Unsettled by his experience in World War I, Lake Forest cutup Bill Murray resigns the shallow materialism of his friends and fiancee and sets out on the narrow path to spiritual enlightenment. This intensely embarrassing film clearly has great personal value for Murray (the real-life parallels become chillingly explicit when a subplot introduces a dope- and booze-addicted friend whom Murray is unable to save), but if the motivations are authentic, the result is anything but. The screenplay (cowritten by Murray and director John Byrum) shies away from specifying Murray’s spiritual achievements; instead of maturing, the character simply becomes more smug and condescending, and the movie’s ultimate subject is his fatuous self-satisfaction in the face of the other characters’ carefully delineated weaknesses. Not one moment in the film works the way it was plainly meant to. With Theresa Russell, Catherine Hicks, and Denholm Elliott. PG-13, 128 min.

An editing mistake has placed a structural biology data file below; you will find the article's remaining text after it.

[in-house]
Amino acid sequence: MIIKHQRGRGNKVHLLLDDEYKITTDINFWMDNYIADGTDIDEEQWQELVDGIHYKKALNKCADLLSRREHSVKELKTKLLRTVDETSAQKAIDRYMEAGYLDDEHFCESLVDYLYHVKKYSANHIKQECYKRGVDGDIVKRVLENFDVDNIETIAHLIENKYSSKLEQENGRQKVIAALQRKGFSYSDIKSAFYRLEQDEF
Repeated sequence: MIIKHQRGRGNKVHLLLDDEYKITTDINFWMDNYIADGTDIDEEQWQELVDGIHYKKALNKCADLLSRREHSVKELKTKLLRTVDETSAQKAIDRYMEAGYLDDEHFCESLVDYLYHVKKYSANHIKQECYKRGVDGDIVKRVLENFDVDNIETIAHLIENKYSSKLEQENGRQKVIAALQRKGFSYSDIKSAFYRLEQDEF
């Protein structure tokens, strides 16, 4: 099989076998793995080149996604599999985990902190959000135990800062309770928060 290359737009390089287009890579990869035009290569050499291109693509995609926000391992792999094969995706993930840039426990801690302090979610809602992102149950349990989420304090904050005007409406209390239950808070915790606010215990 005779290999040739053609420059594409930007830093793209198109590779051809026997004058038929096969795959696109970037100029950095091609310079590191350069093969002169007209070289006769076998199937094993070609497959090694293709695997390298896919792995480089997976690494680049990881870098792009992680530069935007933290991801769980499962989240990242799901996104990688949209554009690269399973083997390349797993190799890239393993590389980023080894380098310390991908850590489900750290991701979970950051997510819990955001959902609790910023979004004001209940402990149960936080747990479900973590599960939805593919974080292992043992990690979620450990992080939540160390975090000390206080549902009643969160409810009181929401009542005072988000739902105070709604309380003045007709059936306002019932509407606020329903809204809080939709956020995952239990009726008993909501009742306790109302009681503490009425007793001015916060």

Even Neil Simon fans (and they do exist, believe it or not) will probably be bummed out by this stunningly unfunny 1976 parody of detective films, with Truman Capote, Nancy Walker, Alec Guinness, Maggie Smith, Elsa Lanchester, Estelle Winwood, Peter Sellers, Peter Falk, Eileen Brennan, James Coco, and David Niven, none of whom has much to do. Simon is the Sisyphus of gag writers, endlessly repeating gags and situations that were barely funny the first time. Peter Falk nearly saves the picture with a funny Bogart impression, no mean feat in the midst of the Humphreymania that reigned at the time of the film’s release.